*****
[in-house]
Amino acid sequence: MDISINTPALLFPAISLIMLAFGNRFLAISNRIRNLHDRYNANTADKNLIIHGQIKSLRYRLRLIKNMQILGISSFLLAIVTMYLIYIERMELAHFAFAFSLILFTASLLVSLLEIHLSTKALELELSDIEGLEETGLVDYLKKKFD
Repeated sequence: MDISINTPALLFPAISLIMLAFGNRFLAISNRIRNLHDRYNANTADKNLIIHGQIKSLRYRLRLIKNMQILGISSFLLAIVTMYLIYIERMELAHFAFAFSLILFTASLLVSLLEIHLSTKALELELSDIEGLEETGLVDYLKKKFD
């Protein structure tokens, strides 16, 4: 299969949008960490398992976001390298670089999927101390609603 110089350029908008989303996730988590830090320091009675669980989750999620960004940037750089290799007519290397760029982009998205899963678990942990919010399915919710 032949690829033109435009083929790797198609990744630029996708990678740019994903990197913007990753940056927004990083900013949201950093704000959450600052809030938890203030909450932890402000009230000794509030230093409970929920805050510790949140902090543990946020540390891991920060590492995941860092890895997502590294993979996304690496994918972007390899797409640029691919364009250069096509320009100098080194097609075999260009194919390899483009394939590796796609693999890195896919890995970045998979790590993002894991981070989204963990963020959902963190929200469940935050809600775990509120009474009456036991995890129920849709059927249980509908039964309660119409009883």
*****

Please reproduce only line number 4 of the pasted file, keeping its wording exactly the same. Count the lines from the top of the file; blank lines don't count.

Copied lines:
């Protein structure tokens, strides 16, 4: 299969949008960490398992976001390298670089999927101390609603 110089350029908008989303996730988590830090320091009675669980989750999620960004940037750089290799007519290397760029982009998205899963678990942990919010399915919710 032949690829033109435009083929790797198609990744630029996708990678740019994903990197913007990753940056927004990083900013949201950093704000959450600052809030938890203030909450932890402000009230000794509030230093409970929920805050510790949140902090543990946020540390891991920060590492995941860092890895997502590294993979996304690496994918972007390899797409640029691919364009250069096509320009100098080194097609075999260009194919390899483009394939590796796609693999890195896919890995970045998979790590993002894991981070989204963990963020959902963190929200469940935050809600775990509120009474009456036991995890129920849709059927249980509908039964309660119409009883």